Carlson to speak on religion, ethics and Guantanamo
John Carlson, associate director of the Center for the Study of Religion and Conflict, will be speaking on "Guantanamo: Ethics & Law, Religion & Politics," as part of a panel discussion that will be held at 7 p.m. on Tuesday, October 30 at Congregation Beth Israel, 10460 North 56th Street in Paradise Valley.
Carlson, a scholar of religious ethics, explores how moral inquiry informs and invigorates our understanding of political life. He has written extensively on issues of war and peace, religion and violence, human rights, and a variety of social and political issues, both domestic and international. He has co-edited and contributed to a number of significant books in this area, including From Jeremiad to Jihad: Religion, Violence, and America (2012) and The Sacred and the Sovereign: Religion and International Politics (2003).
Also appearing on the panel will be Daniel Rothenberg, a faculty affiliate of the Center and executive director of ASU’s Center for Law and Global Affairs and local attorneys Howard R. Cabot (Partner, Perkins Coie) and Andrew S. Gordon (Coppersmith, Schermer & Brockelman PLC).
Rothenberg is an expert on international human rights and the rule of law whose research focuses on human rights documentation and analysis and transitional justice, genocide, truth commissions and post-conflict reconstruction. He has led rule of law projects in Afghanistan, Iraq and throughout Latin America.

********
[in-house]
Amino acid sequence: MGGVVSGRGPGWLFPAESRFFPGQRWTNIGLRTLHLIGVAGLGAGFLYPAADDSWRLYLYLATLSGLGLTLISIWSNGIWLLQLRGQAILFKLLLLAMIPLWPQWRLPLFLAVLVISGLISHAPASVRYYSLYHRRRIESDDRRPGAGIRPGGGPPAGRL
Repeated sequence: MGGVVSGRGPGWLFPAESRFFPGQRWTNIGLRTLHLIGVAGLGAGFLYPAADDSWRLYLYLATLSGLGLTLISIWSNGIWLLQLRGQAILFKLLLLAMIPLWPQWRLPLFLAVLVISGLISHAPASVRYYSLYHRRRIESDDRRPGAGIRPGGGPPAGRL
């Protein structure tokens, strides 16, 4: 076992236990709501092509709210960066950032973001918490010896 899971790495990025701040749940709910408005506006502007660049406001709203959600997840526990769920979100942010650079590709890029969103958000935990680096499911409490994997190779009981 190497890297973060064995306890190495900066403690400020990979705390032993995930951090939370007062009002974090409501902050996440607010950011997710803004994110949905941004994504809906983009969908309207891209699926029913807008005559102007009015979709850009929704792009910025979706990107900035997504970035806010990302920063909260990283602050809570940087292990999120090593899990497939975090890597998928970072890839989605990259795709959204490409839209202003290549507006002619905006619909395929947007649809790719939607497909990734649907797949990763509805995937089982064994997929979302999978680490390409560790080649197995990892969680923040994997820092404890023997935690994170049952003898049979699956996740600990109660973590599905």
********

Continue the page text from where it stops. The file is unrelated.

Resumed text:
Both Cabot and Gordon bring first-hand experience with Guantanamo to the panel.
Cabot, a partner in Perkins Coie LLP and faculty associate with ASU’s Sandra Day O’Connor College of Law, brings first hand experience as a defense attorney for one of the detainees, a Sudanese man accused of aiding terrorists. Primarily a corporate attorney, Cabot worked on this case from 2008-2011, making repeated trips to Guantanamo and ultimately working out a plea deal for his client.
Gordon served with the U.S. Department of Homeland Security from 2009-2010 as a representative on three presidential commissions, “Ensuring Lawful Interrogations,” “The Guantanamo Review Task Force,” and “The Review of Detention Policy Options.” Gordon is a founding partner of Coppersmith Schermer & Brockelman and teaches law at ASU.
The panel discussion is sponsored by Valley Beit Midrash and co-sponsored by the Center for the Study of Religion and Conflict and the Center for Law and Global Affairs. The event includes a registration fee of $18. Click for more information or to register.